The Huffington post did an article on a woman whose name is, Malini Saba. Not familiar with the name? Saba wouldn’t be offended, in fact, she might actually prefer the anonymity over any fanfare. As the article, clearly details, being others focused is just part of who she is, part of her nature.
Her acts of kindness are not unrecognized by the philanthropic community, or those who take note of exceptional acts of generosity – like the aforementioned, Huffington Post. Malini Saba has acquired the means that enable such generous acts by becoming a successful investor, and is noted as one of the top investors in the world of South Asian descent. Saba’s career as an investor began in Silicon Valley in the nineties. Focusing on the technology sector, (including the likes of, Sycamore Inc., PayPal Inc. and Netscreen Technologies, Inc.), her success fueled and made her efforts as a philanthropist more viable.
Some of Saba’s acts of charity include a donation of one million dollars, to assist in starting the first ever Heart Research Center at El Camino Hospital, targeted toward serving South Asians. Then there was her pledge of ten million dollars, following a tour of the Tsunami riddled lands of India and Sri Lanka, to aid the victims of the tragedy.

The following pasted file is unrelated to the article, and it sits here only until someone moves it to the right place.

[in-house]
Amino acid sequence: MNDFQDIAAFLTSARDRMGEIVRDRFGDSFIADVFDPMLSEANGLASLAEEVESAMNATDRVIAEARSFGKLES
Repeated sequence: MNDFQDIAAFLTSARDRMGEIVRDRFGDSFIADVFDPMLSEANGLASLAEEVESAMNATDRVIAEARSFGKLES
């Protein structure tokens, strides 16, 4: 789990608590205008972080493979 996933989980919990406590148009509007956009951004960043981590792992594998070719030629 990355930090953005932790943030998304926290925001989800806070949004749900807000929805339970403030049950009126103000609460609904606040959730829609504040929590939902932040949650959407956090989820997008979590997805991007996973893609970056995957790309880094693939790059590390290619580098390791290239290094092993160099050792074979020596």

These are extraordinary examples of giving, yet her kindness goes well beyond the acts of financial donations. It was 2001 when Malini Saba created “Stree: Global Investments in Women,” which operates as a non-profit organization. The aim of Stree is to empower women, changing the perspective of how those in low income and at-risk situations view themselves.
More news, more articles and sharing more about people like Malini Saba should be something that is done more often, by more people and media sources. Saba may not desire or want the accolades, but simply restoring the hope of humanity and reminding us all that there is good in the world needs to be done. If people can give of themselves, their finances and resources the way Saba does, then the least we can do is share these acts of kindness with others – sorry Malini, and thank you.